The first was the question of how long the city’s zero-tent commitment was supposed to last.

Alex Van Dyke, a pro bono lawyer for the plaintiffs, acknowledged that under the stipulated injunction some of the city’s obligations only applied during the pandemic, but he was emphatic that the zero-encampment undertaking was not one of them.

Tigar seemed skeptical. He asked Van Dyke rhetorically if that meant the plaintiffs could come back to court in 2054 if tent encampments sprang up then.

Van Dyke did not back off. He said the plaintiffs definitely could do so and reminded the court that the plaintiffs had requested a “permanent” injunction in their complaint so it wasn’t surprising that the settlement included a continuing long-term obligation of the city. He added that if circumstances changed, the city could always move to modify the stipulated injunction, but absent modification, the obligation would continue to apply.

Deputy City Attorney Kaitlyn Murphy said that Van Dyke’s argument was completely unsupportable. She said that a careful reading of the language of the stipulated injunction revealed that the zero-tent commitment ended when Mayor London Breed declared the pandemic emergency over in June 2023. Any different reading would render other parts of the agreement redundant.

The coalition’s lawyer also opposed the plaintiffs’ position. She thought that burdening the city with a never-ending commitment that would limit its discretion in addressing homelessness was unreasonable. In her opinion, reducing homelessness was not a matter of clearing encampments, but of providing shelter and housing.

The second key issue was what amounted to “reasonable efforts” to reduce encampments in the district to zero.

(Illustration by Glenn Gehlke for Local News Matters, image via Freepik)

Van Dyke argued that public tent encampments were illegal under city ordinances and the city should be using its enforcement powers to clear illegal encampments. He argued that in 2020, when the stipulated injunction first went into effect, the city did that and had great success in reducing encampments. The problem was that the city had stopped doing what it promised.

Anticipating the city’s argument that it could not use its enforcement powers because of the injunction in Judge Ryu’s case, Van Dyke argued that the city still had options. He said Ryu’s injunction allowed encampments to be cleared as long as the displaced residents were given an offer of shelter.

Based on data posted on the city’s website, Van Dyke said the city had at least 300 unoccupied shelter beds that could be offered to the people living in the 71 tents in the Tenderloin. If they accepted the offer, they would leave the streets for shelter, and if they rejected the offer, the city could clear their encampments and Ryu’s injunction would not apply.

The city countered by saying that 300 shelter beds were not actually available — that was just the number of beds that were unoccupied, but many unoccupied beds were damaged and uninhabitable. The city’s lawyer faulted the plaintiffs for not proving there were usable beds being left empty.

The coalition’s lawyer jumped on board with the city to say that the plaintiffs had not met their burden of proof. She disputed that shelter beds were available and noted that the shelter system had a waiting list. Which she argued proved that beds were not available. She also disputed the notion that unsheltered people reject offers of shelter when they are available and accessible.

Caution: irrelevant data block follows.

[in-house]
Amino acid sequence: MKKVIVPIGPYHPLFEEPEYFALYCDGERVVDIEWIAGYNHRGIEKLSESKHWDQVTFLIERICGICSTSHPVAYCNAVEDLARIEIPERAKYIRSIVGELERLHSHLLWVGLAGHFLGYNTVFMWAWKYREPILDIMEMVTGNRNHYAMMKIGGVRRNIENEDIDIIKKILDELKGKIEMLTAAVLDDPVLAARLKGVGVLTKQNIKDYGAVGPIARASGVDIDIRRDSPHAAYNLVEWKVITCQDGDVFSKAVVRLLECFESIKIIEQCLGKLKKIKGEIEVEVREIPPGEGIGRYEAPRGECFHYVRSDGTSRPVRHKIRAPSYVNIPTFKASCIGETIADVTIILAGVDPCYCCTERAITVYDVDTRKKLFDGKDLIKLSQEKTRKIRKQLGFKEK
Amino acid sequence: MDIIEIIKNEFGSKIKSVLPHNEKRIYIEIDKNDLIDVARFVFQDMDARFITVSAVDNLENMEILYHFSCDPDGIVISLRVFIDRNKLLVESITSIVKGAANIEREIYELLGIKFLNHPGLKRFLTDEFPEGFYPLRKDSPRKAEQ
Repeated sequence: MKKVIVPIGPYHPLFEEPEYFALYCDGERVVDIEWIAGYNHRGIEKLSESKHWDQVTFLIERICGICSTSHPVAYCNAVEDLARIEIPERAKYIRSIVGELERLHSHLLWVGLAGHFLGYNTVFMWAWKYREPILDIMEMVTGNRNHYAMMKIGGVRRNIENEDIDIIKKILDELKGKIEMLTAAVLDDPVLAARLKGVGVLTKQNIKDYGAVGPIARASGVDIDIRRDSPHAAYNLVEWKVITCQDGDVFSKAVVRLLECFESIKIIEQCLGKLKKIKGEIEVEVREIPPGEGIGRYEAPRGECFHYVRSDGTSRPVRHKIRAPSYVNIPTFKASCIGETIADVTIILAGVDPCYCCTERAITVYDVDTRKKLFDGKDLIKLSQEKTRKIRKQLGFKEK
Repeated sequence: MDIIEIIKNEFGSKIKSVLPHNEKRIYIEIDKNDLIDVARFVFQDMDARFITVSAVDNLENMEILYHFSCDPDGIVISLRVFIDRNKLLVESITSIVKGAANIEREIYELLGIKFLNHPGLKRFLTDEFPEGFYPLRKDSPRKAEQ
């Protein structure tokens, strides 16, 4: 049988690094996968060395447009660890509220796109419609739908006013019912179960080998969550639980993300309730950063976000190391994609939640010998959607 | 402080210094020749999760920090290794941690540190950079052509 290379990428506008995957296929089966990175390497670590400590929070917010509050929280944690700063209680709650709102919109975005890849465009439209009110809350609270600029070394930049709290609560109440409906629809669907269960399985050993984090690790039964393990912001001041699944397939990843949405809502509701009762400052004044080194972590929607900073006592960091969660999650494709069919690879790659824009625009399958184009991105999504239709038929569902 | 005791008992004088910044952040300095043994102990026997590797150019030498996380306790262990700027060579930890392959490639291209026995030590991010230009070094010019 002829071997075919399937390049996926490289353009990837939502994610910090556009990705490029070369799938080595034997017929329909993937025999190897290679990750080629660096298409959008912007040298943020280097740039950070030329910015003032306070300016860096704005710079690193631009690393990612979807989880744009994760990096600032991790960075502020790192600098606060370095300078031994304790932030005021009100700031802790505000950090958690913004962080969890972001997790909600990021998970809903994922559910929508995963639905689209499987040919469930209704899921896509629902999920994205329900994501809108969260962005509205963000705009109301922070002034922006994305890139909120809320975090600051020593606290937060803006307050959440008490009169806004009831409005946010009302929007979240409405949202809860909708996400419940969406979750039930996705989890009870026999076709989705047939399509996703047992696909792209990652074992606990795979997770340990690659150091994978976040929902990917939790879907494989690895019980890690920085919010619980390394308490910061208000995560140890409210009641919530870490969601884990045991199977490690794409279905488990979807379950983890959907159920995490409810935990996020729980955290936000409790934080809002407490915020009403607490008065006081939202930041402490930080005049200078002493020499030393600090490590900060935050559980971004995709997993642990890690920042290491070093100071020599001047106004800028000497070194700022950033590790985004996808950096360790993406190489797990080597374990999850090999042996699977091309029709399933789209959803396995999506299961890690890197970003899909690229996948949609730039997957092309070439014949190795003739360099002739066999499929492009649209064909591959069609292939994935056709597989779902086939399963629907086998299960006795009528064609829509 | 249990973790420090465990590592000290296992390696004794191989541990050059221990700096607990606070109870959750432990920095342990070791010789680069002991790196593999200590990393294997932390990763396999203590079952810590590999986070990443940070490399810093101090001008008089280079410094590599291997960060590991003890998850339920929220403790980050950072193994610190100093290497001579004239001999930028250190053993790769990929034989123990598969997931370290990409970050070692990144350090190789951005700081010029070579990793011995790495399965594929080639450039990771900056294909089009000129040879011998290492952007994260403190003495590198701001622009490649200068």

Thinking it over

Tigar listened to the arguments attentively, asking only a handful of pointed questions.

At one point during his questioning of Murphy, he acknowledged that he might “show my hand” when he observed that the plaintiffs had an “uphill battle” on the timing question. Despite that, he gave close attention to Van Dyke’s rebuttal argument that the use of the word “permanent” in the zero-tent commitment (“… the shared goal of permanently reducing the number of tents …”) was a clear indication that the city agreed that the zero-tent commitment would be ongoing.

At the close of arguments, Tigar complimented the lawyers on the quality of their briefs and the arguments. He said he would take the matter under submission, but did not say when he would issue an opinion.

Bay City News invited the city and plaintiffs to comment on the arguments.

A spokesperson for the City Attorney’s Office said, “The City is simply not violating the stipulated injunction in the Hastings matter, and we appreciate the Court’s attention to our position. … It is clear that increased litigation over homelessness is not improving conditions on our streets. The courts are not equipped to police every interaction between outreach workers and unhoused individuals. The courts are similarly not equipped to step into the shoes of elected policymakers and voters in order to craft broad strategies to address homelessness.”

Van Dyke said, “We felt that we were able to convey to Judge Tigar that there are commonsense measures that the city should be taking to reduce the number of tents in the Tenderloin.”

He added, “The Tenderloin has for years been treated as a containment zone by the city. Living conditions in the neighborhood … are unacceptable. The city recognized this when it promised to make all reasonable efforts to reduce the number of tents in the neighborhood to zero. Plaintiffs are simply asking the city to keep the promises it made to them.”

The post Judge considers arguments over whether SF obligated to sweep homeless encampments appeared first on Local News Matters.